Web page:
Stephen Port: Families of serial killer’s victims a step closer to solving ‘unanswered questions’

PUBLISHED: 16:24 14 August 2018 | UPDATED: 16:36 14 August 2018

Jack Taylor's family. Pic: PA/Philip Toscano

Jack Taylor's family. Pic: PA/Philip Toscano


The families of serial killer Stephen Port’s victims are a step closer to getting answers to questions surrounding the murders.

Stephen Port's victims clockwise from top left: Gabriel Kovari, Daniel Whitworth, Jack Taylor and  Anthony Walgate. Pic: Met Police.Stephen Port's victims clockwise from top left: Gabriel Kovari, Daniel Whitworth, Jack Taylor and Anthony Walgate. Pic: Met Police.

Donna and Jenny Taylor – sisters of Dagenham victim Jack Taylor – said today (August 14): “We are pleased the process has started and hope we’re getting closer to the many unanswered questions we have.”

They commented after a pre-inquest review – called to decide the scope of a second inquest.

The original inquests into the deaths of victims Gabriel Kovari, 22, of Slovakia and Daniel Whitworth, 21, from Gravesend, were held in June 2015, more than a year before Port received a life sentence for four murders in 2016.

A High Court judge quashed the original verdicts last year after new information emerged following Port’s conviction.

Stephen Port. Pic: Met PoliceStephen Port. Pic: Met Police

The new inquest will be the first into the deaths of 25-year-old Jack and Anthony Walgate, 23, from Hull.

Port lured his victims to his flat in Cooke Street, Barking, for sex before plying them with drinks spiked with drug GHB. He then dumped their bodies in or near St Margaret’s Church.

During the review it was decided the Met and victims’ families would have six weeks each to check a 380 page report by watchdog the Independent Office for Police Conduct (IOPC) into the force’s handling of the case before its publication.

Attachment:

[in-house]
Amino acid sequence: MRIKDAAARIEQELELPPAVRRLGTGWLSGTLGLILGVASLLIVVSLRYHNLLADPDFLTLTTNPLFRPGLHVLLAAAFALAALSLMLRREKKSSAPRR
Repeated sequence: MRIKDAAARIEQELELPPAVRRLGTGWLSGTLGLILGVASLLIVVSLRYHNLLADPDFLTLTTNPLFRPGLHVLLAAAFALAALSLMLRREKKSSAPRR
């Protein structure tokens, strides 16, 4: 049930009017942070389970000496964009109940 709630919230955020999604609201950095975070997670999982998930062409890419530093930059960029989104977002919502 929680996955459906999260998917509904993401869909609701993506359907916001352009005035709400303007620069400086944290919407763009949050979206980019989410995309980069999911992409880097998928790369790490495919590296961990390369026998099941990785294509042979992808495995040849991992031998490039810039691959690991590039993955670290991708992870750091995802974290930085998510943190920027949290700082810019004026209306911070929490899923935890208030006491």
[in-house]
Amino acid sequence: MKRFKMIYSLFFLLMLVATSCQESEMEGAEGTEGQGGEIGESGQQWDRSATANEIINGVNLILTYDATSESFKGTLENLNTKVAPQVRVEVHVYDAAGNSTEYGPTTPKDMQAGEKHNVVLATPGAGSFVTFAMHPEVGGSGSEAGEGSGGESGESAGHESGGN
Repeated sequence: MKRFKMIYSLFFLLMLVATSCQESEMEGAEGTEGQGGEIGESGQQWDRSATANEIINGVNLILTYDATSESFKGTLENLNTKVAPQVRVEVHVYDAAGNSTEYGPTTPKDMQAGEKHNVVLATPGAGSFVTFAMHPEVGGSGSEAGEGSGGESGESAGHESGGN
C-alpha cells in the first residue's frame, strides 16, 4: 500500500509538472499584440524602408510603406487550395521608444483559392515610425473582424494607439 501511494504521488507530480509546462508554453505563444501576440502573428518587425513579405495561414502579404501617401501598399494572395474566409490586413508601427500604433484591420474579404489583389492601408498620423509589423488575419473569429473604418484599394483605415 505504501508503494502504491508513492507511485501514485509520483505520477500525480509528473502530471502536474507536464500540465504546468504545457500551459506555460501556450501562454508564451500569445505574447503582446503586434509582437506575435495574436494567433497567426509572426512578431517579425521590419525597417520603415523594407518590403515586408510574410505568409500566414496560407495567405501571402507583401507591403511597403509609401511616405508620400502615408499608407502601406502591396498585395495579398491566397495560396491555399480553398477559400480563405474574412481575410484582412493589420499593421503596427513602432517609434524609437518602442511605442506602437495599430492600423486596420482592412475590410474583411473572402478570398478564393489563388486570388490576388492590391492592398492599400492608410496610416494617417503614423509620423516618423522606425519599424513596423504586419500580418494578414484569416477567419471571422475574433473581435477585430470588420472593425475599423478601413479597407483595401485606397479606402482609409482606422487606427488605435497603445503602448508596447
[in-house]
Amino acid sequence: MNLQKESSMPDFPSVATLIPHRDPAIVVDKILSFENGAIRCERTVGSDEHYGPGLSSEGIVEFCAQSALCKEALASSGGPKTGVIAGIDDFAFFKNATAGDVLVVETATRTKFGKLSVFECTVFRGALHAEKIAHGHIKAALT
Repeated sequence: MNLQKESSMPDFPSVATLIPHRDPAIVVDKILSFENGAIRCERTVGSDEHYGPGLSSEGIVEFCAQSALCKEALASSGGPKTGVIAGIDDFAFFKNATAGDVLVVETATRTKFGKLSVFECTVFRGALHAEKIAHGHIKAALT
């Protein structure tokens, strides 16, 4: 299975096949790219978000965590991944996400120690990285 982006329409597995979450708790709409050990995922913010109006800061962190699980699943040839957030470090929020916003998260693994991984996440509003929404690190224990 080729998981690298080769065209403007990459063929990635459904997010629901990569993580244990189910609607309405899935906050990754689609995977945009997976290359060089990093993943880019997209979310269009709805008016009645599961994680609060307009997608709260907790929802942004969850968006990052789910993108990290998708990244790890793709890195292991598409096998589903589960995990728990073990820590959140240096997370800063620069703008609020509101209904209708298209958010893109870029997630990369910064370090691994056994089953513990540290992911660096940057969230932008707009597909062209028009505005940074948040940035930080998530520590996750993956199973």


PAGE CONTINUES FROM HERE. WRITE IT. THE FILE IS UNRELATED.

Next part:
Welcoming the decision, the families’ lawyer Andrew Petherbridge said: “The conclusion of the report has been a long and sometimes frustrating process for the families who are desperate for answers.”

During the review at Walthamstow Coroner’s Court assistant coroner Dr Shirley Radcliffe said it was remarkable the families’ lawyers wanted senior coroner Nadia Persaud to take part in a second inquest. Ms Persaud returned open verdicts at the end of Gabriel and Daniel’s inquests.

Dr Radcliffe complained that a trial judge would never be called as a witness in similar circumstances. She said there was no risk of bias if she sat and her colleague participated.

She decided the second inquest required a jury.

The families also called for the second inquest to be heard by another court outside of Walthamstow Coroner’s Court’s jurisdiction.

So far the families have raised more than £1,000 towards a £10,000 target to help cover their legal costs. To donate visit

A second PIR is due on November 21.

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